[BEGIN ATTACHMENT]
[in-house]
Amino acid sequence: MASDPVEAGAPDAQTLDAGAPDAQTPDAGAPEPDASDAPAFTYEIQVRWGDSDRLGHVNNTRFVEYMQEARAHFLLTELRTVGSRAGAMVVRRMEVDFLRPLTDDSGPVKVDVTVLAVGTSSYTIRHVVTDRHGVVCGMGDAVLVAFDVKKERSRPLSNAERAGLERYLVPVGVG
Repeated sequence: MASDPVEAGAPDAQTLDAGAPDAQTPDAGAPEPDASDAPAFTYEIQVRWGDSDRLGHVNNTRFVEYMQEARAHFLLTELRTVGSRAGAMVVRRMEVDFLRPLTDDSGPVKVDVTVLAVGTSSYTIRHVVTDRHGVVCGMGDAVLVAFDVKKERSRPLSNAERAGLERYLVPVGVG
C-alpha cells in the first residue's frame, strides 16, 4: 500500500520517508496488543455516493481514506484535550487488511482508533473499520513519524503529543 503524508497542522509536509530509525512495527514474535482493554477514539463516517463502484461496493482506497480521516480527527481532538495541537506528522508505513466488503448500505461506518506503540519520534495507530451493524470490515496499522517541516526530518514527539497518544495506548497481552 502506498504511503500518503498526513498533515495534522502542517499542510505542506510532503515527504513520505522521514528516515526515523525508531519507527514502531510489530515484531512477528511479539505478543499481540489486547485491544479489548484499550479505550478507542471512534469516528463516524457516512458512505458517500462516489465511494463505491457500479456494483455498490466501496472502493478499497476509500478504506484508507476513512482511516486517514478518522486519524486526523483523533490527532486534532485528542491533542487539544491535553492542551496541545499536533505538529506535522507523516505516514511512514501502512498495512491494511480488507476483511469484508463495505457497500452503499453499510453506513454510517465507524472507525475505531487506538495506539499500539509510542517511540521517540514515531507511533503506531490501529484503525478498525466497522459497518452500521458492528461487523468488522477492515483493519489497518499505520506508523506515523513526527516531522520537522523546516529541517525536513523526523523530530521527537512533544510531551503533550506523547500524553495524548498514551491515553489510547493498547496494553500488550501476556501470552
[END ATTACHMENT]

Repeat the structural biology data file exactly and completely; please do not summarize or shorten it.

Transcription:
[in-house]
Amino acid sequence: MASDPVEAGAPDAQTLDAGAPDAQTPDAGAPEPDASDAPAFTYEIQVRWGDSDRLGHVNNTRFVEYMQEARAHFLLTELRTVGSRAGAMVVRRMEVDFLRPLTDDSGPVKVDVTVLAVGTSSYTIRHVVTDRHGVVCGMGDAVLVAFDVKKERSRPLSNAERAGLERYLVPVGVG
Repeated sequence: MASDPVEAGAPDAQTLDAGAPDAQTPDAGAPEPDASDAPAFTYEIQVRWGDSDRLGHVNNTRFVEYMQEARAHFLLTELRTVGSRAGAMVVRRMEVDFLRPLTDDSGPVKVDVTVLAVGTSSYTIRHVVTDRHGVVCGMGDAVLVAFDVKKERSRPLSNAERAGLERYLVPVGVG
C-alpha cells in the first residue's frame, strides 16, 4: 500500500520517508496488543455516493481514506484535550487488511482508533473499520513519524503529543 503524508497542522509536509530509525512495527514474535482493554477514539463516517463502484461496493482506497480521516480527527481532538495541537506528522508505513466488503448500505461506518506503540519520534495507530451493524470490515496499522517541516526530518514527539497518544495506548497481552 502506498504511503500518503498526513498533515495534522502542517499542510505542506510532503515527504513520505522521514528516515526515523525508531519507527514502531510489530515484531512477528511479539505478543499481540489486547485491544479489548484499550479505550478507542471512534469516528463516524457516512458512505458517500462516489465511494463505491457500479456494483455498490466501496472502493478499497476509500478504506484508507476513512482511516486517514478518522486519524486526523483523533490527532486534532485528542491533542487539544491535553492542551496541545499536533505538529506535522507523516505516514511512514501502512498495512491494511480488507476483511469484508463495505457497500452503499453499510453506513454510517465507524472507525475505531487506538495506539499500539509510542517511540521517540514515531507511533503506531490501529484503525478498525466497522459497518452500521458492528461487523468488522477492515483493519489497518499505520506508523506515523513526527516531522520537522523546516529541517525536513523526523523530530521527537512533544510531551503533550506523547500524553495524548498514551491515553489510547493498547496494553500488550501476556501470552